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If it did make it all the way to the database, it's obviously an IntegrityError. However, if this is happening before it makes it to the database -- say, in a save method in a Manager class -- what would be the proper exception to raise?


class MyManager(models.Manager):
    def create_from_user(self, user):
            existing = self.get(user=user)
            raise Exception("There is already an object for this user.") # more specific exception needed
        except self.DoesNotExist:
            # begin creating the record

Because of the nature of the record, I do not want a get_or_create type situation (I want using this method when the record already exists to be a hard error that throws an Exception).

Assuming that I put unique constraints on my table, obviously eventually an IntegrityError would be thrown but I'd rather not rely on this and instead make this explicit in the code. But I'm not sure what exception is most accurate (or if I must roll my own).

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2 Answers 2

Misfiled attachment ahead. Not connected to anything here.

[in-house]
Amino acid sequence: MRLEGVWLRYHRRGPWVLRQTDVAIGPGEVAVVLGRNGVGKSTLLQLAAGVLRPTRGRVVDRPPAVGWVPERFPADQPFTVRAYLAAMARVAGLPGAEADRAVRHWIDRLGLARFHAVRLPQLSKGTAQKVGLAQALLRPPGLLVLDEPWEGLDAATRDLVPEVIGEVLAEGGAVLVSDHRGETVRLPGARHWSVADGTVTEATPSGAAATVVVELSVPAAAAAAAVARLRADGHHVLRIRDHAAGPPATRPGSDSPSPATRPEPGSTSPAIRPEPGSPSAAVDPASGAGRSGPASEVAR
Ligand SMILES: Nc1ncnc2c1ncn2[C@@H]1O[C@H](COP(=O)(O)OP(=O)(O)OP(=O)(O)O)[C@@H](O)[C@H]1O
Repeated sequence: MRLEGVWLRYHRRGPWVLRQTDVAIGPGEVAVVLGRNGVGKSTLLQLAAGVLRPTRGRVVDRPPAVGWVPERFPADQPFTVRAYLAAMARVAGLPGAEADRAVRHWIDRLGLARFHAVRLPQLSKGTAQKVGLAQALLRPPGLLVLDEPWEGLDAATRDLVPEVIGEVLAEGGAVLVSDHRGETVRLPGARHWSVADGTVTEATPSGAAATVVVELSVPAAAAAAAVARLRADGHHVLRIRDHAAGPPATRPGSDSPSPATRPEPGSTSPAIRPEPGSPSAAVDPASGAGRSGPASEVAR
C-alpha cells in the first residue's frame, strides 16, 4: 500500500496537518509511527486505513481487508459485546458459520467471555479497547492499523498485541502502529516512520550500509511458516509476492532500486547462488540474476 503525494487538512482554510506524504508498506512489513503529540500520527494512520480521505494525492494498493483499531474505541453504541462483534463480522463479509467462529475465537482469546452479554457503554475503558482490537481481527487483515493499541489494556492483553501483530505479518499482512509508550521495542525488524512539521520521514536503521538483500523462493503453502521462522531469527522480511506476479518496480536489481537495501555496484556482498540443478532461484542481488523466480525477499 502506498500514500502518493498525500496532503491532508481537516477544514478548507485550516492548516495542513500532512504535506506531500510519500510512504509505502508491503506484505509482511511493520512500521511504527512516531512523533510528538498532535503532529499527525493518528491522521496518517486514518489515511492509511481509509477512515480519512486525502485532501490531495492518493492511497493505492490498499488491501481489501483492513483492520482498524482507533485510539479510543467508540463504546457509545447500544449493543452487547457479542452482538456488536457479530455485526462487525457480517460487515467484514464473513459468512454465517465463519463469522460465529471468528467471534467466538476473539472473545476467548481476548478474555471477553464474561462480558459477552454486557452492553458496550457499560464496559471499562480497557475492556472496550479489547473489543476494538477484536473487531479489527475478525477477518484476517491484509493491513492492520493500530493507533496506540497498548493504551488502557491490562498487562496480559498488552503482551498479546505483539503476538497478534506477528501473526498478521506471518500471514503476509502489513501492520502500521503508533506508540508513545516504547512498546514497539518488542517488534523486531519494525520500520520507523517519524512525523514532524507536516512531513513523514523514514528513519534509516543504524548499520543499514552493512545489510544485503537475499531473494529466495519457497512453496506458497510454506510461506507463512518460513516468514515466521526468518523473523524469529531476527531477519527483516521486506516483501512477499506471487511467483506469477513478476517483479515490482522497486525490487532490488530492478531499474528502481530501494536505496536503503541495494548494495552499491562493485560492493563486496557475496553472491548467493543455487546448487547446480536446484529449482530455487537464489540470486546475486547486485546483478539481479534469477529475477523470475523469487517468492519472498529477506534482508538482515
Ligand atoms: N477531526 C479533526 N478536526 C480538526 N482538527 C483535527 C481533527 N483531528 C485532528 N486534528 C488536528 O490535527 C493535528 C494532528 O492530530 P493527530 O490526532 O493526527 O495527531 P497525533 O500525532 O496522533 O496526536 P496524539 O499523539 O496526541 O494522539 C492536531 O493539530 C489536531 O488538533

I'd say this was a ValidationError. That's what Django throws in the form and model clean methods when it encounters a duplicate entry on a unique field.

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This seems closer. I'll probably go with this unless someone can convince me otherwise. –  Jordan Reiter Jun 29 '12 at 21:32
ValidationError is What I would use too here - and in fact what I already use for similar situations. –  bruno desthuilliers Jun 30 '12 at 11:01

Why not throw an IntegrityError yourself? In a sense, your database related code has detected that an integrity problem is about to occur. There's no need to make up a different error / exception to describe something that already has a name.

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What gives me pause is this in the PEP: "Exception raised when the relational integrity of the database is affected, e.g. a foreign key check fails." Due to the way the database is arranged, it may or may not affect the relational integrity and in fact due to legacy data I probably can't put those constraints on the database. –  Jordan Reiter Jun 29 '12 at 21:27
In that case you could throw a DatabaseError, the parent class of IntegrityError with your own error message or create a subclass of DatabaseError specifically for this situation (e.g., SaveIntegrityError). –  Simeon Visser Jun 29 '12 at 21:30
Hmmm... I just looked at a comparable function User.objects.create_user and it doesn't attempt to do an error catching and relies on the database. So maybe that's what I should do and just go ahead and normalize the database as best as I can. I guess the idea is that managers should assume everything's hunky dory and rely on the database to catch these errors... –  Jordan Reiter Jun 29 '12 at 21:36

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